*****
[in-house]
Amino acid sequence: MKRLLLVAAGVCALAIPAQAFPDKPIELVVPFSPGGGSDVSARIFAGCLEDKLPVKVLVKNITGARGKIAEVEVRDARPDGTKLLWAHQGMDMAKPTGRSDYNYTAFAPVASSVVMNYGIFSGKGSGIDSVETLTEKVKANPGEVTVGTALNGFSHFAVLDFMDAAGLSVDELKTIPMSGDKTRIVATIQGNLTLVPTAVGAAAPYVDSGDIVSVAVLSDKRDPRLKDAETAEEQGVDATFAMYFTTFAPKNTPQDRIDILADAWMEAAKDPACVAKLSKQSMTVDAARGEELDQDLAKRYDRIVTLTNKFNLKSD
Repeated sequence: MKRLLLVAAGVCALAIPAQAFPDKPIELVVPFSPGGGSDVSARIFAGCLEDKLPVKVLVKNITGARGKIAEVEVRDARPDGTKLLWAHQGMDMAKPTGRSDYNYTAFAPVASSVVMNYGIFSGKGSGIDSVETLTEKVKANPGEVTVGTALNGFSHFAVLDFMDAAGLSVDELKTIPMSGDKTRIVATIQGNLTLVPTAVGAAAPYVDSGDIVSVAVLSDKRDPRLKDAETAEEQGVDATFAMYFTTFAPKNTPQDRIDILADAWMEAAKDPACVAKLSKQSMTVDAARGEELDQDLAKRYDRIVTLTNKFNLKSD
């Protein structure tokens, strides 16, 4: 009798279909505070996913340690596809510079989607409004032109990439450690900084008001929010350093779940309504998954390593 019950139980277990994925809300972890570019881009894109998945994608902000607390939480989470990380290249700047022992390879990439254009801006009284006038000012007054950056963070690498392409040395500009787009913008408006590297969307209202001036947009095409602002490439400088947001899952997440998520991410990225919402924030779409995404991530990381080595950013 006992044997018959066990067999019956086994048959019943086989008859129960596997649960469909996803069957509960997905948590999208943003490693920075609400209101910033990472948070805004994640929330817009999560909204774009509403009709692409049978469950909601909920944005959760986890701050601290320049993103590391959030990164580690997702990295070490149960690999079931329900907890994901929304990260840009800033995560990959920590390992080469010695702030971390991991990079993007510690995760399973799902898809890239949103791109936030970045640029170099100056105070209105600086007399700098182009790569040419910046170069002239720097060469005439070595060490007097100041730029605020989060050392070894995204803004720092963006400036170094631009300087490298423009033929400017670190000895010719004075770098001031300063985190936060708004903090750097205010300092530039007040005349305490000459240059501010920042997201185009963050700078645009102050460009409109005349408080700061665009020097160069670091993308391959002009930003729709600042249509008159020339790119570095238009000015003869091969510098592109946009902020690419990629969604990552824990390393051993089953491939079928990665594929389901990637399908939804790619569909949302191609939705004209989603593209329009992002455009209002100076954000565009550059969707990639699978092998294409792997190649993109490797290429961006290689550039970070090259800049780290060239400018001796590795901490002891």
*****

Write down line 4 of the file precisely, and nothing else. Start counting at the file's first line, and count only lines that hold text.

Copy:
């Protein structure tokens, strides 16, 4: 009798279909505070996913340690596809510079989607409004032109990439450690900084008001929010350093779940309504998954390593 019950139980277990994925809300972890570019881009894109998945994608902000607390939480989470990380290249700047022992390879990439254009801006009284006038000012007054950056963070690498392409040395500009787009913008408006590297969307209202001036947009095409602002490439400088947001899952997440998520991410990225919402924030779409995404991530990381080595950013 006992044997018959066990067999019956086994048959019943086989008859129960596997649960469909996803069957509960997905948590999208943003490693920075609400209101910033990472948070805004994640929330817009999560909204774009509403009709692409049978469950909601909920944005959760986890701050601290320049993103590391959030990164580690997702990295070490149960690999079931329900907890994901929304990260840009800033995560990959920590390992080469010695702030971390991991990079993007510690995760399973799902898809890239949103791109936030970045640029170099100056105070209105600086007399700098182009790569040419910046170069002239720097060469005439070595060490007097100041730029605020989060050392070894995204803004720092963006400036170094631009300087490298423009033929400017670190000895010719004075770098001031300063985190936060708004903090750097205010300092530039007040005349305490000459240059501010920042997201185009963050700078645009102050460009409109005349408080700061665009020097160069670091993308391959002009930003729709600042249509008159020339790119570095238009000015003869091969510098592109946009902020690419990629969604990552824990390393051993089953491939079928990665594929389901990637399908939804790619569909949302191609939705004209989603593209329009992002455009209002100076954000565009550059969707990639699978092998294409792997190649993109490797290429961006290689550039970070090259800049780290060239400018001796590795901490002891």